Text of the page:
I started by apologizing to the tall, large gentleman for offending him. I then turned to the original perpetrator and offered my sincere apologies to him, too. I exited the store without a scratch on me, although I was slightly irritated that I had backed down from taking the man outside and giving him a beating that I believe he deserved.
And therein lies the problem.
No one likes apologizing. We see it as backing down. We believe we are cowards, the opposite of our heroes on TV.
Jack Reacher wouldn’t have backed down. He would have knocked the guy out before the trouble-maker had even taken one step out of the store.
But there is a difference between fiction and reality.
The unbalanced Hispanic had said to me in his rant, “I have nothing to lose; I just got out of prison for killing someone.” In fact, that didn’t scare me; I have heard worse. But it made me think.
What would a wise person do…
Well, to start with, a wise person has something to lose. Maybe he has children, a wife, a good job, a business with employees that rely on him, an education, loving relationships, a bright and prosperous future, and a happy life which he wishes to protect at all costs.
By acting impulsively, all those positive aspects of our life are put on the line. We could lose them all with one wrong word.
Choosing conciliatory words rather than hostile ones can make all the difference. The big question is this: is taking a conciliatory approach a life lesson?
In some ways, yes.
As I stated at the beginning of this article, we generally shouldn’t avoid fights in life; we should embrace a battle and not shy away from confrontation. Our lives are full of battles and we should never flinch away from a challenge. Sometimes, however, we do have to choose our battles.
The boss who antagonizes you, the partner who treats you badly, the teacher who acts unfairly, the stranger in the street who shoulders you out of the way, the angry man in the car who cuts you up and gives you the finger. Sometimes it is best to bite our lip and bide our time. Reacting without thinking, contemplating, and calculating can lead to unwelcome outcomes. Success is built on planning and doing.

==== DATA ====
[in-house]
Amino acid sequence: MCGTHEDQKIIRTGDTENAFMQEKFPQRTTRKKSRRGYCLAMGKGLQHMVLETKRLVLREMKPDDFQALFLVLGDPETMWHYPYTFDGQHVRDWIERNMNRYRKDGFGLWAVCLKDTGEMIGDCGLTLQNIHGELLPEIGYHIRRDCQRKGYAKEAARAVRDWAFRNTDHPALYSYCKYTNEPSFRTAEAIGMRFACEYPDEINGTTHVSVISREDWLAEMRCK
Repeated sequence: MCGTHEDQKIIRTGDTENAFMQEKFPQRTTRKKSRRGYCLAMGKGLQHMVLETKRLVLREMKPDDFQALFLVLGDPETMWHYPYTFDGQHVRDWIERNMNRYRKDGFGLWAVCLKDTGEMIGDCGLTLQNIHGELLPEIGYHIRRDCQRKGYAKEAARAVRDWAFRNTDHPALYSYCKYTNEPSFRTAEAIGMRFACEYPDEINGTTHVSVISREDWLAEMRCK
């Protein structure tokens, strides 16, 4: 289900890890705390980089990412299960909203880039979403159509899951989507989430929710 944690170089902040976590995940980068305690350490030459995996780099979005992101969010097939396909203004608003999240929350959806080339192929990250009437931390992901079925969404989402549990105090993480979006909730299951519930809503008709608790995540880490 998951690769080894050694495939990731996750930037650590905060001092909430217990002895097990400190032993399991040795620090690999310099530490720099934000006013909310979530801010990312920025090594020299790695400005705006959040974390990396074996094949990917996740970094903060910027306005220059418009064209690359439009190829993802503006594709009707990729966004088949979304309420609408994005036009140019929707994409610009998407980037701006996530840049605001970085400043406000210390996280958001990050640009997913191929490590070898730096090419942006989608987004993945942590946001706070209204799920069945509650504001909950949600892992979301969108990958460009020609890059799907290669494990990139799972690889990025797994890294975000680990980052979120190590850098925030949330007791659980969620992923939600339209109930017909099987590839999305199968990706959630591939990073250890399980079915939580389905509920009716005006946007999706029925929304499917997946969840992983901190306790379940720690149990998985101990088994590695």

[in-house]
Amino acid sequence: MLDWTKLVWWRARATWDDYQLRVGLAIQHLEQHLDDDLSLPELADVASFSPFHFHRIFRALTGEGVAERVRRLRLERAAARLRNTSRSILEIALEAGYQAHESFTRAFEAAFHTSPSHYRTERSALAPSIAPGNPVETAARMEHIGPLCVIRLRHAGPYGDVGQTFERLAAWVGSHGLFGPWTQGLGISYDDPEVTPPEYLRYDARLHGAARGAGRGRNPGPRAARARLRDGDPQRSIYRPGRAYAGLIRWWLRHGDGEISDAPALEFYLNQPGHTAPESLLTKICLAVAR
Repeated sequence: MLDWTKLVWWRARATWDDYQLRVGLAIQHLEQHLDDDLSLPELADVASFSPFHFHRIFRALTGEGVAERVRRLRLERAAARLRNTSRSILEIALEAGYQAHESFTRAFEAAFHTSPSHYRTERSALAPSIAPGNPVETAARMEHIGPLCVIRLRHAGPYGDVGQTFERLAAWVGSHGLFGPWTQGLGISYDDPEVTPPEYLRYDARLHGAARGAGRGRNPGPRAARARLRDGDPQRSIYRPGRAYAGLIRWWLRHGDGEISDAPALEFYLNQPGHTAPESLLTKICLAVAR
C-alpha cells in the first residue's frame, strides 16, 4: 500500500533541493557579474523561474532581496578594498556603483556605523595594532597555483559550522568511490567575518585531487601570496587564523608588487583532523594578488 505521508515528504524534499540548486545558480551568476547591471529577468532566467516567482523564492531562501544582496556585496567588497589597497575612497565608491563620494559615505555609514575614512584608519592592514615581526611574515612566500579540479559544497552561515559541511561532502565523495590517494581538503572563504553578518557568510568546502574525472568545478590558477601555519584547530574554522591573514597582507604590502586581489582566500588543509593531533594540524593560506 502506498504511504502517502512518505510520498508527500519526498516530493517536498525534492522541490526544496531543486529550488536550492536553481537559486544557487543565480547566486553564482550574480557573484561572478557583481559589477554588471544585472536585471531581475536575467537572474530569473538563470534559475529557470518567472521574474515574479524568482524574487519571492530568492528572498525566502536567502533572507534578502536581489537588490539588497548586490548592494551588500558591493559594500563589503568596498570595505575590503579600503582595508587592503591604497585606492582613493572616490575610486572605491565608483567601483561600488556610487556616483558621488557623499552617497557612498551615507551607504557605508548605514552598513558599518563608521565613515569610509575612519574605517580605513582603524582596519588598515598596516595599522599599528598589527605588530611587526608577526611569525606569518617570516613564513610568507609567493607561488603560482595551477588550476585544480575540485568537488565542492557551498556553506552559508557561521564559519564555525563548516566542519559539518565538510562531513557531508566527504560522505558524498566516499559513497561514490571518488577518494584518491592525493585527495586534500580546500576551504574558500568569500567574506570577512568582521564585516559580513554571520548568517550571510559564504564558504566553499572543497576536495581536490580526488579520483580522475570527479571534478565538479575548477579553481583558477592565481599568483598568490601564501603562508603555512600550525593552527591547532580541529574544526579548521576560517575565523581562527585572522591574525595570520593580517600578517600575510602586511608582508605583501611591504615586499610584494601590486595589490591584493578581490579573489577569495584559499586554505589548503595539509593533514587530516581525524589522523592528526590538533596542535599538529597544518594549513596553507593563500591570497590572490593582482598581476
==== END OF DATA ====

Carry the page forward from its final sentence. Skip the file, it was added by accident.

There is an exception to this, of course.
Let’s say I stepped outside and was set upon by my Hispanic foe. I would then have no choice but to defend myself. I would have no time to calculate the possibilities, only to ensure I exited the ambush with as few injuries and torn clothing as possible.
Of course, a wise man would avoid the kinds of people and places where these types of events are possible. Always remember, you have too much to lose. Stick to the plan.
Happy Monday!
Banner Image: Entering the ring. Image Credit – Attentie Attentie


Harry Maximillian

Harry is an author, coach, entrepreneur, comedian and a convicted felon. Harry was sent to prison for a financial crime where he spent five long years. Prison allowed Harry to realize the error of his ways. He decided to use his time productively and mobilize his extraordinary determination, dedication, drive, motivation and desire to focus on writing and the art of self-improvement. Before Harry’s enforced vacation he was one of the most prolific deal makers in the City of London.